Debunking the showrooming myths

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With brick-and-mortar-retail stores continuing to struggle with the rise of ‘showrooming’ consumers – those visiting a store to see a product but then purchasing it later online – research from Columbia Business School and loyalty firm Aimia shows retailers concrete steps they can take to entice consumers armed with mobile devices to make purchases inside their store walls. The report, Showrooming and the Rise of the Mobile-Assisted Shopper identifies five distinct segments of mobile-assisted shoppers and uncovers clear opportunities for retailers to engage and retain these tech-savvy customers.

“Retailers know that they are operating in a new world, where the shopper in your store with a smartphone has access to every competing outlet and offer,” said David Rogers, a co-author of the study and professor at Columbia Business School. “But retailers are not powerless. To survive, it is critically important that retailers understand the real impact of smartphones on shopper behavior, which will allow them to shape a retail experience that gives mobile consumers a reason to buy in a brick-and-mortar store.”

“Retailers don’t have to resort to automatic price-matching,” states Rick Ferguson, a co-author of the study and the vice president of knowledge development at Aimia. “M-Shoppers show a strong willingness to join loyalty programs in exchange for rewards, and this gives retailers the chance to build long-term relationships with them.”

Some of the key takeaways of the report include:

• Showrooming isn’t just for the Millennial Generation: Contrary to popular belief, 74 per cent of M-shoppers are older than 29 years old.

• Mobile devices can actually improve the chances of an in-store purchase: More than 50 per cent of M-Shoppers are more likely to purchase a product in-store when their mobile device helps them find online reviews, information, or trusted advice.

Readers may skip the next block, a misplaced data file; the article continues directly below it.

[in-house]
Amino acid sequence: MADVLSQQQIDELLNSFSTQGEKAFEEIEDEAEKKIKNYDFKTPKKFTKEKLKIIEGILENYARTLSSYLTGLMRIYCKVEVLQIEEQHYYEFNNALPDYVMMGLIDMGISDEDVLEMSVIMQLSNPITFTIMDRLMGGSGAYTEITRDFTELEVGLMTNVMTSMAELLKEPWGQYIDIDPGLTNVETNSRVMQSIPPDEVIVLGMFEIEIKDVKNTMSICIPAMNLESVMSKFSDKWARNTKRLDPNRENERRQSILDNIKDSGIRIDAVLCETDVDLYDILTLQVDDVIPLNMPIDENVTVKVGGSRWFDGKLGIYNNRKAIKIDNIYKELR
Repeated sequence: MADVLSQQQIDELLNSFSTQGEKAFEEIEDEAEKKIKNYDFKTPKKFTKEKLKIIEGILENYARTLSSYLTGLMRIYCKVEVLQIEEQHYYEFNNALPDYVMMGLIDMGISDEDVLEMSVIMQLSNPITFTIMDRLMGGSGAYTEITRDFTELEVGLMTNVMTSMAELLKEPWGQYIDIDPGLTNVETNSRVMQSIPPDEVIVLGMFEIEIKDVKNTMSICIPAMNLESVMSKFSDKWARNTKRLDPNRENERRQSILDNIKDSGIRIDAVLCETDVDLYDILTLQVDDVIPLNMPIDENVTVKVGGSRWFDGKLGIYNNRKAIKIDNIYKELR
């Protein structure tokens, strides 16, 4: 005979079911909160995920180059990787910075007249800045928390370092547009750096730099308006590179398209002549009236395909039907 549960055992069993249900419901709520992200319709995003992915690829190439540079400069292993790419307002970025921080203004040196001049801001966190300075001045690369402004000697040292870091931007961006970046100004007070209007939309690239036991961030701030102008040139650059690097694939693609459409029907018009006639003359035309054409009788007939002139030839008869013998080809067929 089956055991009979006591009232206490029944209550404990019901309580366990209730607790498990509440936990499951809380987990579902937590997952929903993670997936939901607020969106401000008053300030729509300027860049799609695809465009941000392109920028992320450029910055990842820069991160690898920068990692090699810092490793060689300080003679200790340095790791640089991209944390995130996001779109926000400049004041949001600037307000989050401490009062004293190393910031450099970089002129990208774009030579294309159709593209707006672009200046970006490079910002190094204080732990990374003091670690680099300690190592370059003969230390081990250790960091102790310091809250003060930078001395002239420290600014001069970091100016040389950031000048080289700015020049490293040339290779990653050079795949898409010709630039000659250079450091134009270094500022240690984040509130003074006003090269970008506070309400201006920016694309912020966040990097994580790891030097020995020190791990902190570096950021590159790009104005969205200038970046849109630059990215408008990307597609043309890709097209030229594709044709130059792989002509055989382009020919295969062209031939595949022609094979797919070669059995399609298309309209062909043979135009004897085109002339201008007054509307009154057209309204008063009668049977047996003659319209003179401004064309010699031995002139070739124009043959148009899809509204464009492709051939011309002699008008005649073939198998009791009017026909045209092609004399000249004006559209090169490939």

• Price isn’t always the most important factor: Although “price checking” is the number one action of M-Shoppers, convenience, urgency, and immediacy are the top three reasons why M-Shoppers will buy in-store even if they find the same product cheaper online.

• Loyalty programs are worth more than just their points: 48 per cent of M-Shoppers say that being a member of a store’s loyalty program makes them more likely to purchase products in-store, despite equal or cheaper prices online.

The researchers looked at the attitudes, shopping patterns, and motivations of 3000 leading-edge consumers in the US, UK, and Canada to better understand how mobile devices are impacting their in-store shopping habits; identifying those shoppers most likely to showroom; and outlining actions retailers can take – such as loyalty programs, price matching, free shipping, and mobile payments – to encourage consumers to open their wallets in-store. The results paint a clear picture of today’s mobile assisted shoppers – or M-shopper – and debunks commonly held assumptions many brick-and-mortar retailers make about retail showroomers.

Luring Back the Five Segments of Mobile-Assisted Shoppers

The research found that there are five distinct types of mobile-assisted shoppers and uncovered clear opportunities for retailers to engage and retain the business of these tech-savvy customers.

• The Exploiters: It would be easy for retailers to write off the Exploiters as a lost cause. But the best opportunity for retailers to win their business may simply be to improve the store’s website. When Exploiters see a product on the shelf and pull out their mobile device, they are nearly as likely to search for it on the store’s own website as on a competitor’s site (69 per cent vs. 77 per cent).

• The Savvys: Although they currently represent only 13 per cent of mobile-assisted shoppers, Savvys are the ripest target for retailers to try out new offers and experiences in the mobile space. They

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